One of my favorite spiritual practices is creating and singing niggunim or chants from resonant Hebrew verses. Although I have had several influences, one important book has been Shefa Gold’s “The Magic of Hebrew Chant”. It is a tremendous resource of her own chants (with musical notation) and some of her thinking that went into creating them. Additionally, Shefa provides insights into the larger framework of what it means to engage in chant and how to use chant individually and in groups.
Here are her thoughts on how chant can be a form of text study.
Chant is a lifestyle. In the Talmud (Sanhedrin 99a-b) there’s a discussion about the importance of learning Torah and reviewing it. Rabbi Akiva’s opinion is that we must “sing every day, sing every day.” Rashi explains that when you sing Torah, then it follows you even to the next world…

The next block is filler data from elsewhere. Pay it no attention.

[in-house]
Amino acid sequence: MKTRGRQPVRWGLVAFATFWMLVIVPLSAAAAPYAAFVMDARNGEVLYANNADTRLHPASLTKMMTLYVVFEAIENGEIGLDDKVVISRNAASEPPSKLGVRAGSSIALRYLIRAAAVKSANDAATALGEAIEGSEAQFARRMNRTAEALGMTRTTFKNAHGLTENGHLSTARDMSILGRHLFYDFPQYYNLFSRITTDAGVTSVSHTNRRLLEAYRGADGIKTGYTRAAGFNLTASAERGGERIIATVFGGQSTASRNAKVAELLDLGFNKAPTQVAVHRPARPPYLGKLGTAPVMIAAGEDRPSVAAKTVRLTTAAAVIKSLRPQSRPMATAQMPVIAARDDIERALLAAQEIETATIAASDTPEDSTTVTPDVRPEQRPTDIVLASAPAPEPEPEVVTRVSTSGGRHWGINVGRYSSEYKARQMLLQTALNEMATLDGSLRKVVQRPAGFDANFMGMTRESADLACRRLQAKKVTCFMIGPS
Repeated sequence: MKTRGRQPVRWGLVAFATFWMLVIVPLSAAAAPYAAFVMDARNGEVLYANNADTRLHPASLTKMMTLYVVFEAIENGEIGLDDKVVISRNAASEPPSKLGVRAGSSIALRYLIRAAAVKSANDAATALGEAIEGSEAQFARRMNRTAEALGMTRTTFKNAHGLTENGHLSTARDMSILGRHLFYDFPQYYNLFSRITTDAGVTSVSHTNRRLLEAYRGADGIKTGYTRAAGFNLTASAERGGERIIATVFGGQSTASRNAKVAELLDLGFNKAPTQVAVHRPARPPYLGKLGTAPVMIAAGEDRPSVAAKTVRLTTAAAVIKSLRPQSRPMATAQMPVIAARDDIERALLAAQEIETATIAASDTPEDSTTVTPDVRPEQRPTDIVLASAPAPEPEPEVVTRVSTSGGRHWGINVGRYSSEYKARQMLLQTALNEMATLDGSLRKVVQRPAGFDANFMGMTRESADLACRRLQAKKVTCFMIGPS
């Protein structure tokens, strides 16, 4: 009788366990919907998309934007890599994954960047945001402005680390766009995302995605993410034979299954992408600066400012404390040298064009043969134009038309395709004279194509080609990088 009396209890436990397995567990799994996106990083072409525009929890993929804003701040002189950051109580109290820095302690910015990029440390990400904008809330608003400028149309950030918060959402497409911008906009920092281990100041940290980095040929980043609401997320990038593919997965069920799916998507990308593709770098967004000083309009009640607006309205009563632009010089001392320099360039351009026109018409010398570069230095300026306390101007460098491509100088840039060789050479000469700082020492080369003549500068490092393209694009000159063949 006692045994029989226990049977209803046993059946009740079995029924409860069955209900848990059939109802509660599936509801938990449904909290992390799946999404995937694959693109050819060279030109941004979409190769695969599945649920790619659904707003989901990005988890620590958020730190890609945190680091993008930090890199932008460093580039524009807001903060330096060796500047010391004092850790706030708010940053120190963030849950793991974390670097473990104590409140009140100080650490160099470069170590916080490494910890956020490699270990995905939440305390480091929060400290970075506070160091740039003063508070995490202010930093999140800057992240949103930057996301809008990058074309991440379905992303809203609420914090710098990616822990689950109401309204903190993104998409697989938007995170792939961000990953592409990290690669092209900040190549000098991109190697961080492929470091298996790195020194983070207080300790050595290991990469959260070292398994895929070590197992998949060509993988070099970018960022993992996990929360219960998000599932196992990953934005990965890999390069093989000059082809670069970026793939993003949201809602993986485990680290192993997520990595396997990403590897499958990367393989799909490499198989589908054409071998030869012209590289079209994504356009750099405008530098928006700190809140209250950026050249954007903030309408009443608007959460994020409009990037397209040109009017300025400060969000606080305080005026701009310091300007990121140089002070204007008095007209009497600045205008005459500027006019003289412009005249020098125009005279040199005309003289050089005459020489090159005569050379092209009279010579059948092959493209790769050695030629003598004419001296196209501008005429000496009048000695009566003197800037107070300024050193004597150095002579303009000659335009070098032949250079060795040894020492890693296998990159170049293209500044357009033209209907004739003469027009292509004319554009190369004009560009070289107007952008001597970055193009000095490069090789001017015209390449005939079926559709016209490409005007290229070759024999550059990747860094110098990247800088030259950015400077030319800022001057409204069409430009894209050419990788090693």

The practice of chant allows us the luxury of exploring one phrase at a time, igniting the fire of our enthusiasm and pouring our passion into those particular words. Our prayer life will start to reflect the personal and passionate experience we have had with those words. Chanting wakes up our liturgy and brings it to life within us.
We take a phrase from the text that holds some power or mystery for us, and we experience it with melody and rhythm and repetition until it unlocks its secrets for us.
What are phrases that have power for you? What phrases trouble you, and may merit your spending some time with them striving to find a new perspective? What texts do you live by, so that your actions sing out the meaning you find in the words?